There is a lot of pride associated with property ownership, whether it is a main home or a holiday bungalow. It is especially rewarding when real estate is properly compensated. But while a high sale price can be exciting in the moment, it usually comes with a potential downside. As a capital asset, any gains you make on the sale of your real estate are taxable. It’s important to understand how capital gains apply to a home and how you can lessen their sting. A financial advisor may be able to help if you’re selling real estate, so consider using SmartAsset’s free advisor matching tool today.
What are capital gains taxes?
From personal items to investment products, almost all of your possessions are capital assets. This includes assets such as cars or real estate and investments such as stocks or bonds. Let’s say you decide to sell one of these assets, such as your home. The profit you make from the sale may incur a tax called capital gains tax.
Long-term capital gains occur when you sell an asset that you’ve held for more than a calendar year. Short-term capital gains arise on the sale of an asset held for less than a year. While tax rates vary, long-term capital gains are typically taxed less than short-term capital gains.
When do you have to pay capital gains taxes?
It is important to note that capital gains taxes only kick in on realized gains. This means it applies once you sell the asset for more than its basis. If a gain is not realized, meaning you still own the item, then this particular tax does not apply.
The long-term capital gains tax rate ranges between 0%, 15% and 20%. There are some higher prices for certain items, but they do not apply to selling a home. Conversely, short-term capital gains are taxed as ordinary income, which can be at a much higher rate. Income tax rates range between 12% and 37%.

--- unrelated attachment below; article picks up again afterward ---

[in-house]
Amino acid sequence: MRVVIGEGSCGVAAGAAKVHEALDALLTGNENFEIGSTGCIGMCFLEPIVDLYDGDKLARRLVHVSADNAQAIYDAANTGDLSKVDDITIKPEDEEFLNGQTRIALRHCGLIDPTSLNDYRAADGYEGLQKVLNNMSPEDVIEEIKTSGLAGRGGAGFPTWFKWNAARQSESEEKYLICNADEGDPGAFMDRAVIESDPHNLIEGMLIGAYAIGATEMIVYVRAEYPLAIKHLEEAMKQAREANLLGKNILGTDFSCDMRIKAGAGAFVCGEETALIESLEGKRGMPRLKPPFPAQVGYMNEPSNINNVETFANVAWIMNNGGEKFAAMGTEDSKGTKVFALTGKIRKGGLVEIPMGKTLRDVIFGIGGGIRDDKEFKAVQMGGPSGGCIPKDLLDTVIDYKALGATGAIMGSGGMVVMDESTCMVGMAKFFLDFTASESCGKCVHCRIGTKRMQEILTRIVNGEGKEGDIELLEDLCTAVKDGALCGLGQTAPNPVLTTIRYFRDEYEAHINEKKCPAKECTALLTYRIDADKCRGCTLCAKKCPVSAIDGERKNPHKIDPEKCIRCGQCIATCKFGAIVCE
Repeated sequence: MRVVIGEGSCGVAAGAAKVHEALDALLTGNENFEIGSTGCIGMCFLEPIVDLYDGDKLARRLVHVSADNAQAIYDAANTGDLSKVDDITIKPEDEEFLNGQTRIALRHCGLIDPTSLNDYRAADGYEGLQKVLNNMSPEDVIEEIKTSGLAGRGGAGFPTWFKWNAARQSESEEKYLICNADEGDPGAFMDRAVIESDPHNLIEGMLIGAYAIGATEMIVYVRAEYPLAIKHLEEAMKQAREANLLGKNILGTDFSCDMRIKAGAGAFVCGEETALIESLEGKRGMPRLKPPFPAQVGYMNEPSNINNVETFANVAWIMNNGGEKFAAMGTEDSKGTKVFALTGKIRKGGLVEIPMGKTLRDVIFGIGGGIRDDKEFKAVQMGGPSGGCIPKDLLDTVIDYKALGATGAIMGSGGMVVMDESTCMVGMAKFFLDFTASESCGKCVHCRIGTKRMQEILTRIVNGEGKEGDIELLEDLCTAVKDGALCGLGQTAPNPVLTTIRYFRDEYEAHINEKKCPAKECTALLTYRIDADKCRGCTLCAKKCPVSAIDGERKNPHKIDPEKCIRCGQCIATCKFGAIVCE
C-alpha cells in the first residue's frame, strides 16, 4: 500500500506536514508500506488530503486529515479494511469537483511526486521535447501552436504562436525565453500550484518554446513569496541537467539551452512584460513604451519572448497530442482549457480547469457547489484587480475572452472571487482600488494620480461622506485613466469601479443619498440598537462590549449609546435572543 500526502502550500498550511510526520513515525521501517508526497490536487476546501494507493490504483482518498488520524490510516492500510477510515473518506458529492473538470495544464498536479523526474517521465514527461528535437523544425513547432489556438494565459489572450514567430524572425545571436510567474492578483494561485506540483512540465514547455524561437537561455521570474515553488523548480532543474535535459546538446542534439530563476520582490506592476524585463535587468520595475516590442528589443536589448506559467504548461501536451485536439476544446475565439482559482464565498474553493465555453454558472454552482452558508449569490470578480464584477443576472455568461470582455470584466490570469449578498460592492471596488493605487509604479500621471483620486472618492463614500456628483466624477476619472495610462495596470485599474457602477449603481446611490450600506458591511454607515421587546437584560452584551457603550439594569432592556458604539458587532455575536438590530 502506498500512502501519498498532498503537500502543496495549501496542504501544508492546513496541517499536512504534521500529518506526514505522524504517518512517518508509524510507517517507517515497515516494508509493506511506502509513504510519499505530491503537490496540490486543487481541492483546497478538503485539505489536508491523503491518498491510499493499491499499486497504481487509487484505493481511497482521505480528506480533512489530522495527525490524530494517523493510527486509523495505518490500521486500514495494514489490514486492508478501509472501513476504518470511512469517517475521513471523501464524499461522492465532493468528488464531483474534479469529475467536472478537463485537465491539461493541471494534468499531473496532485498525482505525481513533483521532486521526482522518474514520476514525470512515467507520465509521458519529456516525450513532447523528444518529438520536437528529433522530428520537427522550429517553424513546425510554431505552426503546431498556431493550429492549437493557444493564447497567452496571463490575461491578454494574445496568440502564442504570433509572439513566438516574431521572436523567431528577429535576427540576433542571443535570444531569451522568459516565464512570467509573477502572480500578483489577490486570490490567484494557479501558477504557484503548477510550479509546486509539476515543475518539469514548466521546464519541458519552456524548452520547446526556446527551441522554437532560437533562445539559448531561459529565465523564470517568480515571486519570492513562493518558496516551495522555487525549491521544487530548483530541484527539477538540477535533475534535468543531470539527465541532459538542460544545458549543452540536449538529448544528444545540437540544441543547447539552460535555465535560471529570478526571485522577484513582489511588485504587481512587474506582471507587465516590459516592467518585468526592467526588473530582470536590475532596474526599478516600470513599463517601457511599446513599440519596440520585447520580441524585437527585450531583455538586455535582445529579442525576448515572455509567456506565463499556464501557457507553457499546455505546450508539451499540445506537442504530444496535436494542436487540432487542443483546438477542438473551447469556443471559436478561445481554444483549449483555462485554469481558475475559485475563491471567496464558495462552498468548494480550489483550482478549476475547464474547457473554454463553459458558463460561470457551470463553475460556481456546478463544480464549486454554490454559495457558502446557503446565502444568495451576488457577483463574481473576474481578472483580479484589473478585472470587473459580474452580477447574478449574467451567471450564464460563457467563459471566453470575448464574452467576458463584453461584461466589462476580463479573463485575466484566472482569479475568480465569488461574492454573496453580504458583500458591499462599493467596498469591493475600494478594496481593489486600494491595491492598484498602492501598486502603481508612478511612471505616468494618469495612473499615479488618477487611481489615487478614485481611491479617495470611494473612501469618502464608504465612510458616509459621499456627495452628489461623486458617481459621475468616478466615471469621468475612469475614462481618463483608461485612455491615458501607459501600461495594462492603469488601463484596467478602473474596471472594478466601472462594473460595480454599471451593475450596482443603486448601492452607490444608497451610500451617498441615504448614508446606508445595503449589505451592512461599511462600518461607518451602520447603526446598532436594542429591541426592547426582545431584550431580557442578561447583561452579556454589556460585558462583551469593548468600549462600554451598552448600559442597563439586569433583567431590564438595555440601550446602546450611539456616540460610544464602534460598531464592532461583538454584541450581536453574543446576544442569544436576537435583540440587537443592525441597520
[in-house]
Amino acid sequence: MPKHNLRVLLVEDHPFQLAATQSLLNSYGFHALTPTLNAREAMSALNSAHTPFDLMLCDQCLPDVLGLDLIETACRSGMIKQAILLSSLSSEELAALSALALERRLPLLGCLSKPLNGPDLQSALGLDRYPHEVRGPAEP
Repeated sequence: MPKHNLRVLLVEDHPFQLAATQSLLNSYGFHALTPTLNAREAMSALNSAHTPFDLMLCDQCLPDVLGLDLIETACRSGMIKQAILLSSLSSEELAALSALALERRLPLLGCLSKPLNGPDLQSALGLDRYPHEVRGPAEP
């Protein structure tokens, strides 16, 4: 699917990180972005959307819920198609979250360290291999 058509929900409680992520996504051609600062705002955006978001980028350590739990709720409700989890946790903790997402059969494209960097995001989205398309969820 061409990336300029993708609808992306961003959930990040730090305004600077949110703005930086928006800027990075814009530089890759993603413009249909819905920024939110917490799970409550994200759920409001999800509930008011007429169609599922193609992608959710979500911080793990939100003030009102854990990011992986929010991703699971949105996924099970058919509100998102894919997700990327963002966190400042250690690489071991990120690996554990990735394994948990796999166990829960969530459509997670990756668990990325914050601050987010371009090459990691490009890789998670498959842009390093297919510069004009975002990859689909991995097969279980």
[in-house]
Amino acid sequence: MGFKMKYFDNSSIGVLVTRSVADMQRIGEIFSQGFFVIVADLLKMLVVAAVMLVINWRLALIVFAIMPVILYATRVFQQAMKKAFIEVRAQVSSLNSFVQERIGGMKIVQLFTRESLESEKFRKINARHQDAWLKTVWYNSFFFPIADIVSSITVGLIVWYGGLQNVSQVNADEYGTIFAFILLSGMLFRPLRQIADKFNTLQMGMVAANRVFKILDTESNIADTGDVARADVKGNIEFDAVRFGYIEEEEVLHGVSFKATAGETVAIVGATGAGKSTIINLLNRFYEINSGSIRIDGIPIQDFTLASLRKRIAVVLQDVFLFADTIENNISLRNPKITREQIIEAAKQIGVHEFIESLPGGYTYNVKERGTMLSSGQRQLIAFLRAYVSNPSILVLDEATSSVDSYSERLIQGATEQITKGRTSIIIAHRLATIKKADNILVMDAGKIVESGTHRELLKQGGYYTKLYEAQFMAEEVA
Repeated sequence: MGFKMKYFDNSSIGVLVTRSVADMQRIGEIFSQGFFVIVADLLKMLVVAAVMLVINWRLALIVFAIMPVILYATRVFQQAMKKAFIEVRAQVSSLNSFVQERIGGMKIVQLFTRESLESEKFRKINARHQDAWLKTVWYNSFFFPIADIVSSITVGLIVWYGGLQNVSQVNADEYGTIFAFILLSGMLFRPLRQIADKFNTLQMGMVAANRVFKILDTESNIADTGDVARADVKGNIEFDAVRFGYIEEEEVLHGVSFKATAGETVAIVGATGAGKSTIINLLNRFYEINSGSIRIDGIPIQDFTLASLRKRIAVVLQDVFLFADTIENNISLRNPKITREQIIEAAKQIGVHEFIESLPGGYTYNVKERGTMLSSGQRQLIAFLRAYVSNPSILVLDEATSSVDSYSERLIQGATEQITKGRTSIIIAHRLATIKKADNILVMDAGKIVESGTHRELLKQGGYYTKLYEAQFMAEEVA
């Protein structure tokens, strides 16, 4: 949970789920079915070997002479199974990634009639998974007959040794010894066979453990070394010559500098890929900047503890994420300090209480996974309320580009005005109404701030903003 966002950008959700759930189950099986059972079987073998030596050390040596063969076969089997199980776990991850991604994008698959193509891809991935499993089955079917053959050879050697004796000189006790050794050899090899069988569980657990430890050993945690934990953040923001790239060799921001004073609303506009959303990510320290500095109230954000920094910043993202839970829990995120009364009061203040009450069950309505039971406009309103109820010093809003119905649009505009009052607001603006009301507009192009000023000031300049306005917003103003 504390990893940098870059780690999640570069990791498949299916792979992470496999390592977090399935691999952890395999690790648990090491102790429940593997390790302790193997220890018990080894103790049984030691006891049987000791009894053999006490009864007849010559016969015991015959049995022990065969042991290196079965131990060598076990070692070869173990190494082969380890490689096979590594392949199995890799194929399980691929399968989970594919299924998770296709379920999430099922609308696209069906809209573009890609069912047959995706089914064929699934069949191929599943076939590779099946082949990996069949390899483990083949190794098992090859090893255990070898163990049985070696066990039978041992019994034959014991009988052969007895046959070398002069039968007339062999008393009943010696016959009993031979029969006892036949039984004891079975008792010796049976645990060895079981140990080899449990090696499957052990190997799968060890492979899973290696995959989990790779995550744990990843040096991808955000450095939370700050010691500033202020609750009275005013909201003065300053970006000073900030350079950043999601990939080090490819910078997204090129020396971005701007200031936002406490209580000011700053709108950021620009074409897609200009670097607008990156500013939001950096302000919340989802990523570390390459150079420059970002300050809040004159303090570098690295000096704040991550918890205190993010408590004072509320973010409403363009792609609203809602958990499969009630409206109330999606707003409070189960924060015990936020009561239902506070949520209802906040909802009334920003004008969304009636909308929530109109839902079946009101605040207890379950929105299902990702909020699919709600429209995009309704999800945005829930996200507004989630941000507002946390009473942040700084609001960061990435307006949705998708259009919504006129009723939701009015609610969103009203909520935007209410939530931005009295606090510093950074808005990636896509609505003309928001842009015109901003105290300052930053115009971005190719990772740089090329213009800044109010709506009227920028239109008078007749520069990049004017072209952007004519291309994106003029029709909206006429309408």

Do you have to pay capital gains tax on real estate?
Taxes come into play almost every time you make money. So if you make a profit on the sale of your property, you will likely face capital gains tax. For example, if you bought a property six years ago for $200,000 and sold it today for $300,000, your profit would be $100,000. You would have to report this sale and potentially pay capital gains tax on the resulting gain. The exact tax amount will depend on your adjusted gross income (AGI), filing status and length of ownership.
But before you can calculate the taxes you owe, you need to determine your tax base. Basis is the amount of money you have put into the property, otherwise known as your capital investment. For a home sale, the tax basis depends on the circumstances in which you acquired your home. There are three scenarios:
If you bought your home: The cost basis starts with the purchase price and includes certain closing costs. Remodeling and construction expenses that add to the value or longevity of the property also contribute to the cost basis. Finally, if you paid any seller taxes, those are added as well.
If you inherit your house: The cost basis starts with the value of the home at the time the previous owner left. This is known as stepping up the base. This is because you do not have to account for income taxes dating back to the purchase of the property.